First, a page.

Boeing's South Carolina move: Illegal union bashing or just good business?
Presidential politics and anti-union sentiments are fueling a growing debate over the NLRB's complaint against Boeing for moving part of its Dreamliner assembly line to South Carolina, a right-to-work state.
A brewing battle between the National Labor Relations Board and Boeing Co. over its plans to open a major manufacturing facility in South Carolina is being infused with new energy from a volatile mix of presidential politics and competition between pro- and anti-union states for precious jobs in a still struggling economy.Skip to next paragraph
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South Carolina Gov. Nikki Haley and top Republicans called on President Obama Tuesday to pressure the NLRB to drop its recent allegations that Boeing, the nation's largest manufacturer, broke federal labor laws when it decided to move part of its Dreamliner line to the South Carolina Low Country instead of bolstering production of the new plane at the company's main Puget Sound, Wash., plant.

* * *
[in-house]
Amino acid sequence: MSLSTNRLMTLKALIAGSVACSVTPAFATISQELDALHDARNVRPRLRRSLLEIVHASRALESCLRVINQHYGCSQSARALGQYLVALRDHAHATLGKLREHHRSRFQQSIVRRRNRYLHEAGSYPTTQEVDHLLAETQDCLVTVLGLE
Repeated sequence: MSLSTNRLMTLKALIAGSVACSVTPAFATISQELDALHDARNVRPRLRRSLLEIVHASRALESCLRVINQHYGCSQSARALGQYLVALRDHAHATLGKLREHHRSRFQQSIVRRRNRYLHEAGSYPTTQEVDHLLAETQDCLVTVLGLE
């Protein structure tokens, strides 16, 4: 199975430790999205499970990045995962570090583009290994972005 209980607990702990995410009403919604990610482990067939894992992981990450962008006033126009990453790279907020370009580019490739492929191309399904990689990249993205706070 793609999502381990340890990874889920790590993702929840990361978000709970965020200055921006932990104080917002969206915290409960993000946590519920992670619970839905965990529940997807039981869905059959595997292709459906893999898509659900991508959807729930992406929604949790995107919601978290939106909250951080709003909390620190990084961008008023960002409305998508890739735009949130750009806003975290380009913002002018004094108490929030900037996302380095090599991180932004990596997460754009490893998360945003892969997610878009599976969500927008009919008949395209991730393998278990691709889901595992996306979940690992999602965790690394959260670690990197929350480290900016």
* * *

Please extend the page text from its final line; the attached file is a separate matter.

"We are demanding that the president respond to what the NLRB has done," Governor Haley told reporters in Washington. "This goes against everything we know our American economy to be."
The NLRB's general counsel, Lafe Solomon, has alleged in a complaint that Boeing attempted to intimidate and threaten union workers by citing recent strikes as part of the decision to build the plant in South Carolina, a state that doesn't allowed closed union shops. But at a Chamber of Commerce roundtable Tuesday, Republicans attempted to seize on the move as not only an ill-timed and "unprecedented" attack on American industry, but as a stake in the ground for a brewing battle of political will between industrial, and largely union-friendly, Northern states and the 22 "right-to-work" states in the South and West.
"On one side you've got presidential politics and the labor movement's strained relationship with the Democrats, and on the other side you have states' rights, free enterprise and sweeping antiunion sentiments," says Gary Chaison, an industrial relations professor at Clark University, in Worcester, Mass. "It's an incredibly volatile mixture."